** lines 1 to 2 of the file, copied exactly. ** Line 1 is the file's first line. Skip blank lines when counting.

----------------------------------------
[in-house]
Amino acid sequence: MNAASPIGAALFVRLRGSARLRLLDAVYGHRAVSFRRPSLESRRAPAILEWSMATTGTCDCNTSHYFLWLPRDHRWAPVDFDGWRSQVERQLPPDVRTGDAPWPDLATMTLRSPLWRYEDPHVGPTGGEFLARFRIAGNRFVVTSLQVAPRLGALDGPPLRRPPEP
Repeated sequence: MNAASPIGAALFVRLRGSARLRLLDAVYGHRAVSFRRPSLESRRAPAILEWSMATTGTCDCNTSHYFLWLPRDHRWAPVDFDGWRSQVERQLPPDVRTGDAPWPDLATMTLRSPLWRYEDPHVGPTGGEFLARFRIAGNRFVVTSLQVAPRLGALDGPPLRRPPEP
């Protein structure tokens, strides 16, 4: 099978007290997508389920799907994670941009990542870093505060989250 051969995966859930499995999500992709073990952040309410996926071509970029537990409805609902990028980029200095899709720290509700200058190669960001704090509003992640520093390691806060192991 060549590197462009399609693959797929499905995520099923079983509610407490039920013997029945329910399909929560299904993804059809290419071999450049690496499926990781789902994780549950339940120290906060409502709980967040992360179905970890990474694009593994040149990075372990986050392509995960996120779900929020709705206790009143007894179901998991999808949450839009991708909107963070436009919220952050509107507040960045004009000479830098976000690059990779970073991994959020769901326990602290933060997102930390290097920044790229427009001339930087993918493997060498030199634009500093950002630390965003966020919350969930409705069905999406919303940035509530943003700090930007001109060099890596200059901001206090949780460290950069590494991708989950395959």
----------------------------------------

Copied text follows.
[in-house]
Amino acid sequence: MNAASPIGAALFVRLRGSARLRLLDAVYGHRAVSFRRPSLESRRAPAILEWSMATTGTCDCNTSHYFLWLPRDHRWAPVDFDGWRSQVERQLPPDVRTGDAPWPDLATMTLRSPLWRYEDPHVGPTGGEFLARFRIAGNRFVVTSLQVAPRLGALDGPPLRRPPEP